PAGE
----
To each their own, but with statistics like these, I am motivated to make changes in my life in regards to my eco-impact.
If you, like me, have decided to support the movement towards making greener choices in your life, I have previously published some articles that will show you different ways you can save money by going green. I guess you could even take the view that, if it’s going to save you money, you may as well do it whether you believe the climate change story or not. What do you have to lose?
Make Changes Around the House
Here are some things around the house you can do to live greener:
Here are some personal things you can do to be green:
Change Your Attitude
I guess the most important change you need to make first is your attitude and how you think about making changes to your life. At first, you might find these changes inconvenient or difficult. As with any new thing, you need to give it time for a new habit to be formed; this generally takes around 30 days. Once the new habit is established, you’ll not even have to think about it.
Take the issue of recycling, for example, one of the first environmental strategies governments put into place around the world. Once, we were all used to just throwing everything into the trash, knowing it would be collected from outside our house and taken away, so we wouldn’t have to worry about it ever again. Now we sort the trash into garbage and recycling, almost automatically for most of us; it’s not a difficult task and doesn’t really take any extra time to do, once we have formed the habit.
Try New Things
Once you change your mindset, it’s amazing how many different ways you can find to go green. You tend to be on the look-out for new green actions and can become quite clever at putting strategies into place in your life. Get the whole family involved to increase the positive impact you make on the environment.
Involve the Kids
There may be more than just you in the house. If there is, you have to get everyone involved in green living.
One of the best ways to teach your children to care about and respect their environment is to be a good role model. If you show enthusiasm and respect for wildlife and nature, your child will follow the lead.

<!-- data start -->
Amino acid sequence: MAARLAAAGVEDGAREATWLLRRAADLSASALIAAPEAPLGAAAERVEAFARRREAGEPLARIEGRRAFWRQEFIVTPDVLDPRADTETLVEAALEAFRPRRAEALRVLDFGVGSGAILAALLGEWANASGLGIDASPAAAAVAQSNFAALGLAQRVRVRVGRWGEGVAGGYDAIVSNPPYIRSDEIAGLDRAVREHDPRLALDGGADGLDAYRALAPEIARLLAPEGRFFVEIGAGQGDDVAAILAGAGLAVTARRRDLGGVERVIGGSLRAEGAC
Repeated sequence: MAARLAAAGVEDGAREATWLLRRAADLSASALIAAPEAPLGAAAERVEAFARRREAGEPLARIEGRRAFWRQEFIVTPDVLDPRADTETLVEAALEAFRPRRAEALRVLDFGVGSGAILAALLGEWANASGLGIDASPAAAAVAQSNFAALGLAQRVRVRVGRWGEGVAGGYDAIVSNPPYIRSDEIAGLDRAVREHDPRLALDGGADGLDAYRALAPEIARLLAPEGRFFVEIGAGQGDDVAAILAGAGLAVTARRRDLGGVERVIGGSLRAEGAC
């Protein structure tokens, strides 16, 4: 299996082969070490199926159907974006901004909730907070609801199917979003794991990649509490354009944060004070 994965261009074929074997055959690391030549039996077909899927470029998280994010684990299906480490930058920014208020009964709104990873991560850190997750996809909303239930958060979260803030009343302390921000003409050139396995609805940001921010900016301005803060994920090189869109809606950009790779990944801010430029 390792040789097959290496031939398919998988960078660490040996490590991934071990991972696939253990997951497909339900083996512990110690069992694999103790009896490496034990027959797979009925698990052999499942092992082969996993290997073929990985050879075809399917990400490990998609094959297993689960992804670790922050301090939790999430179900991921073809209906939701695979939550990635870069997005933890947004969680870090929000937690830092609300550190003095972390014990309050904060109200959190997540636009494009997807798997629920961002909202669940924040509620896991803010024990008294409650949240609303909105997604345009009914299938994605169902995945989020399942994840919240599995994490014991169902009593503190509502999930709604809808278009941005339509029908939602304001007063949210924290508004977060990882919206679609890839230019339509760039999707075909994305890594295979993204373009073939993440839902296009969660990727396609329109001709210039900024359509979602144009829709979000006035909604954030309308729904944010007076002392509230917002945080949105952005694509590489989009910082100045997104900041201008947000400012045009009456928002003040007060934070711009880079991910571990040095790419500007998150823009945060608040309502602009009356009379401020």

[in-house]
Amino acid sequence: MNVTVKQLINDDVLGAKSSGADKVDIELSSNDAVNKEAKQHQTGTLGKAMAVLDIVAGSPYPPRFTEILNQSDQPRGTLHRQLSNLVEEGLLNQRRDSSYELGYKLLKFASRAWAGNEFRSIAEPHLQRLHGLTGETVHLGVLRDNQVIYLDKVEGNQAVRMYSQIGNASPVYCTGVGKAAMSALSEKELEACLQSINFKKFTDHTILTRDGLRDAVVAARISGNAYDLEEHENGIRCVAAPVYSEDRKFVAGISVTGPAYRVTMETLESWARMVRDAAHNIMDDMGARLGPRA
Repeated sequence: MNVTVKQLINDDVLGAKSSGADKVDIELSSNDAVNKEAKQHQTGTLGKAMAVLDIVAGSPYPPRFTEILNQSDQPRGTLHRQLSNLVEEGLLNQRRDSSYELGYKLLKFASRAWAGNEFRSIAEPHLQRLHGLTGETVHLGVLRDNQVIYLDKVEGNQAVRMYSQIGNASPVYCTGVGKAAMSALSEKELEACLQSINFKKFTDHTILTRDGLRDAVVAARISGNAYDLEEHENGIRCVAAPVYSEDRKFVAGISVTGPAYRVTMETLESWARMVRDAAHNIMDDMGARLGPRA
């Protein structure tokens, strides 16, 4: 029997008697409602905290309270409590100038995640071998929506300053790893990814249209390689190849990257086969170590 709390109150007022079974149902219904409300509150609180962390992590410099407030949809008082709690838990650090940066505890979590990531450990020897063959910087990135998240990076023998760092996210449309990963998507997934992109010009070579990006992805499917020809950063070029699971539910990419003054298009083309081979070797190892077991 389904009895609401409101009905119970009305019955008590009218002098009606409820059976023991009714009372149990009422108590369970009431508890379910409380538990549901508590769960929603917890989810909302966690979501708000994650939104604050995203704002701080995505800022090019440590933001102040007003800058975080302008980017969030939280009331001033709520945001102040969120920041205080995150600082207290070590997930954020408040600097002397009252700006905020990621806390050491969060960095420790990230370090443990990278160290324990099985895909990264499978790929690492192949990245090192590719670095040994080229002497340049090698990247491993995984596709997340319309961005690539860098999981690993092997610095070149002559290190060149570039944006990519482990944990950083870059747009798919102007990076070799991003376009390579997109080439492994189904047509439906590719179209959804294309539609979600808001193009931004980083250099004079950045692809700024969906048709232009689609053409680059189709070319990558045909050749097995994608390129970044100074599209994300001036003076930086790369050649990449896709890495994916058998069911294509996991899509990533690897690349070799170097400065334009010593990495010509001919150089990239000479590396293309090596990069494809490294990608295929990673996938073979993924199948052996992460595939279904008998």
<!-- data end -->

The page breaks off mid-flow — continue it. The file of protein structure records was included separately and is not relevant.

Encourage outdoor learning at home. As a family, plant a garden or a tree and watch it grow. Visit a neighborhood or community garden plot to learn about how other families grow their own vegetables and flowers. Build a birdhouse or bird feeder for your backyard. Have children collect backyard flowers and leaves to create nature bouquets or pressed-flower pictures.
Take a weekend adventure to a state/provincial or national park. Go for a hike, take a canoe trip, or visit a nature center. Spend time talking with your children about the plants and animals they see. Have them draw pictures or take photographs of the things they see or experience on your weekend outing. Check out books from your local library to read with your children on local plants and animal life.
Bottom Line: It’s Your Choice
As you can see, there are many reasons why we, as citizens of this planet should live a green lifestyle. The European study pointed out our impact can be great if we don’t pay attention to the products we use and I showed you how living green is affordable and in many cases can save us money. But….
“Shouldn’t we be focusing on the economy, poverty, obesity, disease, famine and any number of other problems that affect the lives of the citizens of the world, instead of the environment?”
This is a question still asked by thousands of people. There are also thousands of people who still think that global warming is just a myth or scare-mongering by scientists and radicals. Some say that the changes in weather and climate are just a natural function of the Earth’s existence.
Well, I guess it is up to each of us to make up our own minds but I would encourage you to educate yourself about the latest information and statistics that form a compelling body of evidence that humans have indeed helped to create an environmental problem. It is also people like you and me who can make changes to start to turn things around.
The rest is up to you though. You need to make the choice on how you want to live. No one else can do that for you.
My question is, are you going to live green?